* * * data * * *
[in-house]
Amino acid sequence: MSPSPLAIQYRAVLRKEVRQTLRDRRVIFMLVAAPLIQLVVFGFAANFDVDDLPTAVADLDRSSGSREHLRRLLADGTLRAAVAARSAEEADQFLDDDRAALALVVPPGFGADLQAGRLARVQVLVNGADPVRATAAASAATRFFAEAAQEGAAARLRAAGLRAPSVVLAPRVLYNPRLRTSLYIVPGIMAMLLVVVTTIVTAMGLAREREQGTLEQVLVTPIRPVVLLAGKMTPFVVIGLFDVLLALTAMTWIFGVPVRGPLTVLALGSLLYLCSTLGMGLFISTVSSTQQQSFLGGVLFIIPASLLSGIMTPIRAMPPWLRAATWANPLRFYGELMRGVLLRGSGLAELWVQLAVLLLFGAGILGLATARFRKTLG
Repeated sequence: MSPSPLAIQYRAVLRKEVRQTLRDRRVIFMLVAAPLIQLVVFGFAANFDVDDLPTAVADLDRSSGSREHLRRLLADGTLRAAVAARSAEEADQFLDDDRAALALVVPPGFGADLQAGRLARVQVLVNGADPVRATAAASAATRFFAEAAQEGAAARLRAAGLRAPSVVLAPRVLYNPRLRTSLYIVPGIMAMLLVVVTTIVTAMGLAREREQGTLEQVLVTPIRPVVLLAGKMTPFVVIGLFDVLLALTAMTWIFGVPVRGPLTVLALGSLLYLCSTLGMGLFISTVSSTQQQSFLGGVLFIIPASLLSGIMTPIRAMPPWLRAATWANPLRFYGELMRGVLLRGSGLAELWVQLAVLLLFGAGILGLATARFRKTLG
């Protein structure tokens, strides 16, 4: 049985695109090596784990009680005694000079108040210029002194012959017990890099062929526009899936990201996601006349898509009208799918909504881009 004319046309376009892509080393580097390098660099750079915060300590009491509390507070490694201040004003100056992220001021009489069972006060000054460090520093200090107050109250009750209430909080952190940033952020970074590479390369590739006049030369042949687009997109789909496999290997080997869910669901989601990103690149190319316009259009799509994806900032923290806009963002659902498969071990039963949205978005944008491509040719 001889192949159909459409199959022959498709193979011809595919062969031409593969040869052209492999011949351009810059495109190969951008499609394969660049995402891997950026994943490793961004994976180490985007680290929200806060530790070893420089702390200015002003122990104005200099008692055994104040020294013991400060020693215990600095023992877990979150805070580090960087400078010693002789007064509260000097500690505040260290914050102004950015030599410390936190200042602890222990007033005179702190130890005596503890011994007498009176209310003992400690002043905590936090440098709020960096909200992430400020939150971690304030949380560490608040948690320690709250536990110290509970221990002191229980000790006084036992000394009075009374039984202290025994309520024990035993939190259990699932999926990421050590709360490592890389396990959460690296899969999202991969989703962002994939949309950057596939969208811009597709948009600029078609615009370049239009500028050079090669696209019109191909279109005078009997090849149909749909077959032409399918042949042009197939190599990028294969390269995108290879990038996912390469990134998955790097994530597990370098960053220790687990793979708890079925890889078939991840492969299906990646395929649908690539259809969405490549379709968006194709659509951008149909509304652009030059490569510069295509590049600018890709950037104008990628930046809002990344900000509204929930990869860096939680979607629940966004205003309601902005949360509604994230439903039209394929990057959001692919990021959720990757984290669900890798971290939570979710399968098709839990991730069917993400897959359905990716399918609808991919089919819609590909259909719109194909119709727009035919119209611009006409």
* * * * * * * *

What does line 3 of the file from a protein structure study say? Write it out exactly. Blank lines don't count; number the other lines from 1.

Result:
Repeated sequence: MSPSPLAIQYRAVLRKEVRQTLRDRRVIFMLVAAPLIQLVVFGFAANFDVDDLPTAVADLDRSSGSREHLRRLLADGTLRAAVAARSAEEADQFLDDDRAALALVVPPGFGADLQAGRLARVQVLVNGADPVRATAAASAATRFFAEAAQEGAAARLRAAGLRAPSVVLAPRVLYNPRLRTSLYIVPGIMAMLLVVVTTIVTAMGLAREREQGTLEQVLVTPIRPVVLLAGKMTPFVVIGLFDVLLALTAMTWIFGVPVRGPLTVLALGSLLYLCSTLGMGLFISTVSSTQQQSFLGGVLFIIPASLLSGIMTPIRAMPPWLRAATWANPLRFYGELMRGVLLRGSGLAELWVQLAVLLLFGAGILGLATARFRKTLG